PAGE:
Here we take a brief look at 4 such revolutionary developments:
1. Next generation opioidsFor patients in serious pain, doctors often prescribe morphine, oxycodone, pethidine, and tramadol. After surgery or major injuries, painkillers aid in the recovery process. In an individual’s last moments of life for, morphine grants them a much need relief from untreatable pain.
However, the unreliable crop size of poppy plants, and diversion into the lucrative trade of
To counter such shortfalls of medications derived from plants, synthetic biology professor Christina Smolke is developing a method to synthesise opiates from yeast. This could radically reduce the cost of opiates by 90% and may pave the way to produce other medications that are currently plant-based.
Her long-term goal is to achieve poppy-free, commercial-scale production of opiates in a few years, and perhaps even a non-addictive form of opium within a few years.
2. New Alzheimer’s medication enhances grip strengthU.S. Food and Drug Administration (FDA) has granted approval
This first-in-class drug is the first medication available for MMN, and in clinical trials, has been shown to improve mean grip strength in the affected hand by 23% compared to a placebo. In addition to improving the grip strength, it has enabled lower deterioration rates of 1.5 times as compared to placebo. Additionally, the treatment was so effective that 69% of participants on placebo were allowed to switch to reap the benefits of this new drug.
3. Oncology – Multi-cancer drugCurrently termed as VAL-083, this is a first-in-class drug developed by
Research has shown that VAL-083’s unique mechanism of action is radically different from current platinum-based chemotherapy and exhibit lesser susceptibility to drug resistance mediated by the p53 gene, which plays a central role in the protection of the body from cancer, and is responsible for initiating programmed cell death, when a cell becomes cancerous or damaged.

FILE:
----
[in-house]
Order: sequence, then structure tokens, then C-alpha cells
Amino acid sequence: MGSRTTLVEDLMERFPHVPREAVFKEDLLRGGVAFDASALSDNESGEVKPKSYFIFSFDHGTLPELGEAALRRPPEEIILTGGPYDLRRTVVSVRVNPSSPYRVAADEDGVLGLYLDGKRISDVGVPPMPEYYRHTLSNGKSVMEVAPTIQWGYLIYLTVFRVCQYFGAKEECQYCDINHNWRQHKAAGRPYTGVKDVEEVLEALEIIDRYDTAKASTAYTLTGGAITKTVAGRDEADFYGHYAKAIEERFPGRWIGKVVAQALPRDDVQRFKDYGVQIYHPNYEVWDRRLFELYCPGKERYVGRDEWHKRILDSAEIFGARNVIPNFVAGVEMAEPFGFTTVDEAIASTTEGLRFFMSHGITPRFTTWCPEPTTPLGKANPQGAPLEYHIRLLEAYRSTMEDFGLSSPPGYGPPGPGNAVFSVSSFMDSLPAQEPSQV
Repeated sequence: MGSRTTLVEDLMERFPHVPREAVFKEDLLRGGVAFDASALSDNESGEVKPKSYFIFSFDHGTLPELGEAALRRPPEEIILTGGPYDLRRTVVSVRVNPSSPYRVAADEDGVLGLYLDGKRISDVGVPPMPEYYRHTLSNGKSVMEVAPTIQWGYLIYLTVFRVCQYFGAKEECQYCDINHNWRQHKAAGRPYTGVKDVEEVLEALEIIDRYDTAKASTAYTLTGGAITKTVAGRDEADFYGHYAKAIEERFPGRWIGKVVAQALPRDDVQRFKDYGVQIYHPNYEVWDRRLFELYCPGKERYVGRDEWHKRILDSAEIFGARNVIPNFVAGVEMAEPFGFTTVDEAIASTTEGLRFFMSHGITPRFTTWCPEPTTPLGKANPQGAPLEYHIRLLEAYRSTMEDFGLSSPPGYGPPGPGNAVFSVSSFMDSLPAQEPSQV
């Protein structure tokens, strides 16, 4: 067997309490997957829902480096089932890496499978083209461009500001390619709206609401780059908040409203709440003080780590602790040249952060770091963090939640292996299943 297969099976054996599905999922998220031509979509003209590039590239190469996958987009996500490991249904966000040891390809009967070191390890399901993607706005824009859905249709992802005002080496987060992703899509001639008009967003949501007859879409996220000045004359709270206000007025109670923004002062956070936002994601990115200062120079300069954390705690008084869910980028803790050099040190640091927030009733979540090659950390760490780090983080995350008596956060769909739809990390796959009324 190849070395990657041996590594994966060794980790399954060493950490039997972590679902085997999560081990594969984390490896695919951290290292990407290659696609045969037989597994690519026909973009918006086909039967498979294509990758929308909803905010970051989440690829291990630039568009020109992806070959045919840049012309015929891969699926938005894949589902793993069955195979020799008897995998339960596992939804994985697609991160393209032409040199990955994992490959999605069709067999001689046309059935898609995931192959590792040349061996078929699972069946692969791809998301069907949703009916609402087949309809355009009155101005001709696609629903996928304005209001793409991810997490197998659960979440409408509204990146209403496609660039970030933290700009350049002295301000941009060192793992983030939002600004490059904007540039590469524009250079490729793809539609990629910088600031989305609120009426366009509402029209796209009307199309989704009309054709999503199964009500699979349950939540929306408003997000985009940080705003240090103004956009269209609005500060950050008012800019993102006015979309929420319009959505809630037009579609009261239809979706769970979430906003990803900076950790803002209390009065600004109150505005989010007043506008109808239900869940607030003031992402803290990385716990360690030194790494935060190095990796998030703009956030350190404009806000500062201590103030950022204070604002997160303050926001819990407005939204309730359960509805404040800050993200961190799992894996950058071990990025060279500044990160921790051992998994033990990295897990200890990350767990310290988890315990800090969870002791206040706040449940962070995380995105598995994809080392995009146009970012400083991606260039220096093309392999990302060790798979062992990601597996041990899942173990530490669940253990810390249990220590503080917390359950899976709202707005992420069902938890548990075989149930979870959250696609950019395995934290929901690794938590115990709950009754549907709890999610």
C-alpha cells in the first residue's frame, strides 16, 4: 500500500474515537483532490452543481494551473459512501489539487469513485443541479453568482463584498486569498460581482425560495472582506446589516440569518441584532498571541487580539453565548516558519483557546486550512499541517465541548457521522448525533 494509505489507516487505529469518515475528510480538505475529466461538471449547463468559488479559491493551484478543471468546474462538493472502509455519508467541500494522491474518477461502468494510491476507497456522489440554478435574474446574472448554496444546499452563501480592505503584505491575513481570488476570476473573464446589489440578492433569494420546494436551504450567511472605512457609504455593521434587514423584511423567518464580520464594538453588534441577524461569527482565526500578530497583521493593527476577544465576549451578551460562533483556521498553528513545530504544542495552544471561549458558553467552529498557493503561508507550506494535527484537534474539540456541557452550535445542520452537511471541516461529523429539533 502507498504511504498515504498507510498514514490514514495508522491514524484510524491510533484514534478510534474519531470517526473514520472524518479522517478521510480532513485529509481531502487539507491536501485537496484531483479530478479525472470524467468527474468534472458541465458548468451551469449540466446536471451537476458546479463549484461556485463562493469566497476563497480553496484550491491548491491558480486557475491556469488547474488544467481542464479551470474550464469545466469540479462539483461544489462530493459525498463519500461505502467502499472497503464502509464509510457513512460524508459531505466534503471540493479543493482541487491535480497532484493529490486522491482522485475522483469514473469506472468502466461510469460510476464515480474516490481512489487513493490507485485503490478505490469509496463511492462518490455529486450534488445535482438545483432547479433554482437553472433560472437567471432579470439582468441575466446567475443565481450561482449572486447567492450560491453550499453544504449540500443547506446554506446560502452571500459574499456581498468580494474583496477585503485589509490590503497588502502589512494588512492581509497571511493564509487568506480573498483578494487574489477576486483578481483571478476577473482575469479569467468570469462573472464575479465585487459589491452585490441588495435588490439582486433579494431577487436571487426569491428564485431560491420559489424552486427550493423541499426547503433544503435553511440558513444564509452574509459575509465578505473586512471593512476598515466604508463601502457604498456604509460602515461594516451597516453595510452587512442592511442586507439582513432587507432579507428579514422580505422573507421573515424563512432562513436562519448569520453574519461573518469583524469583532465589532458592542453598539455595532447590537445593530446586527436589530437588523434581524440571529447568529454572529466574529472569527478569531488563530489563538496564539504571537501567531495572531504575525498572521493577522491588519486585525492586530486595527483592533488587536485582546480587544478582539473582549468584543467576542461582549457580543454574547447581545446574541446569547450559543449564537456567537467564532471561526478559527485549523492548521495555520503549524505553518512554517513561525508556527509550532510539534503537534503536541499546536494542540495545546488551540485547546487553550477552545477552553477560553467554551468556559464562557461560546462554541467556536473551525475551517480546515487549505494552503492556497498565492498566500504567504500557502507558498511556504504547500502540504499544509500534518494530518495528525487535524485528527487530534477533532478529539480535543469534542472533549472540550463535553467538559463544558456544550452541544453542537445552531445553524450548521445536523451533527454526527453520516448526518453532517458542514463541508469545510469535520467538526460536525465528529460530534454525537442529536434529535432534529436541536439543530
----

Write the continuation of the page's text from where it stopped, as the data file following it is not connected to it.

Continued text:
In a phase I clinical trial involving brain cancer patients, it was remarkable that more than 20% of patients have survived for more than twelve months following the current drug’s failure to treat such patients.
4. Alternative cancer treatmentCurrently, those who are diagnosed with solid cancer, the hardest type of cancer to treat, have no alternative other than to undergo chemotherapy. A novel drug, Kevetrin, allows such patients to have access to more treatment options.
As the CEO of Kevetrin’s manufacturer, Leo Ehrlich explains: “Kevetrin is unique in that it is not a chemotherapy [drug] and acts by targeting multiple biochemical pathways to control
In the pre-clinical trial testing, it has proven to be extremely effective. After three weeks of tests on pancreatic cancer, it showed an average tumour volume shrinkage of 67% and a delayed growth of greater than 94% with no significant weight loss in the animals.
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